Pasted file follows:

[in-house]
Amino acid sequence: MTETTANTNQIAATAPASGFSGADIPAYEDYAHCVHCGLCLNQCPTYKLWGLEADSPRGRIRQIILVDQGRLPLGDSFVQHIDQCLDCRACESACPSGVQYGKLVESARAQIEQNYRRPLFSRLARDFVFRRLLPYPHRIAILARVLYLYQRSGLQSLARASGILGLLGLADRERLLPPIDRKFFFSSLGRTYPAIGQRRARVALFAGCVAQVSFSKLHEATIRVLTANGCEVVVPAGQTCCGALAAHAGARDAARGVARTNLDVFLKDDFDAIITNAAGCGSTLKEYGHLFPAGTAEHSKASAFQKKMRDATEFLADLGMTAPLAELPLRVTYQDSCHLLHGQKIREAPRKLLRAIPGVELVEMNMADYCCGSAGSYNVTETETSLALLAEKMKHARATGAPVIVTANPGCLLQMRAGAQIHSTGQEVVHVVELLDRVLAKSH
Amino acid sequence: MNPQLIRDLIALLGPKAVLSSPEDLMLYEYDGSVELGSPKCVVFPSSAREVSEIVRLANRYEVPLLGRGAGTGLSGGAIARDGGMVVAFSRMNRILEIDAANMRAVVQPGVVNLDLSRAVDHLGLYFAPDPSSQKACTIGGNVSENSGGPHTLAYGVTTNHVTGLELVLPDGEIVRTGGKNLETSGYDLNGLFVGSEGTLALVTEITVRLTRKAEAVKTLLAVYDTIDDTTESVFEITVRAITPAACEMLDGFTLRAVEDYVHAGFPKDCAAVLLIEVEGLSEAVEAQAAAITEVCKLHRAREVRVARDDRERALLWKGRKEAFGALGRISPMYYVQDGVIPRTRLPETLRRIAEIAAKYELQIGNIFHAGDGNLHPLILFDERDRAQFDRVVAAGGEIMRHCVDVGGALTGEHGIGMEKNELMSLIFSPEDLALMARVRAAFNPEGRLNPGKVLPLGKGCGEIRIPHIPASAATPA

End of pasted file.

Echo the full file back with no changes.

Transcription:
[in-house]
Amino acid sequence: MTETTANTNQIAATAPASGFSGADIPAYEDYAHCVHCGLCLNQCPTYKLWGLEADSPRGRIRQIILVDQGRLPLGDSFVQHIDQCLDCRACESACPSGVQYGKLVESARAQIEQNYRRPLFSRLARDFVFRRLLPYPHRIAILARVLYLYQRSGLQSLARASGILGLLGLADRERLLPPIDRKFFFSSLGRTYPAIGQRRARVALFAGCVAQVSFSKLHEATIRVLTANGCEVVVPAGQTCCGALAAHAGARDAARGVARTNLDVFLKDDFDAIITNAAGCGSTLKEYGHLFPAGTAEHSKASAFQKKMRDATEFLADLGMTAPLAELPLRVTYQDSCHLLHGQKIREAPRKLLRAIPGVELVEMNMADYCCGSAGSYNVTETETSLALLAEKMKHARATGAPVIVTANPGCLLQMRAGAQIHSTGQEVVHVVELLDRVLAKSH
Amino acid sequence: MNPQLIRDLIALLGPKAVLSSPEDLMLYEYDGSVELGSPKCVVFPSSAREVSEIVRLANRYEVPLLGRGAGTGLSGGAIARDGGMVVAFSRMNRILEIDAANMRAVVQPGVVNLDLSRAVDHLGLYFAPDPSSQKACTIGGNVSENSGGPHTLAYGVTTNHVTGLELVLPDGEIVRTGGKNLETSGYDLNGLFVGSEGTLALVTEITVRLTRKAEAVKTLLAVYDTIDDTTESVFEITVRAITPAACEMLDGFTLRAVEDYVHAGFPKDCAAVLLIEVEGLSEAVEAQAAAITEVCKLHRAREVRVARDDRERALLWKGRKEAFGALGRISPMYYVQDGVIPRTRLPETLRRIAEIAAKYELQIGNIFHAGDGNLHPLILFDERDRAQFDRVVAAGGEIMRHCVDVGGALTGEHGIGMEKNELMSLIFSPEDLALMARVRAAFNPEGRLNPGKVLPLGKGCGEIRIPHIPASAATPA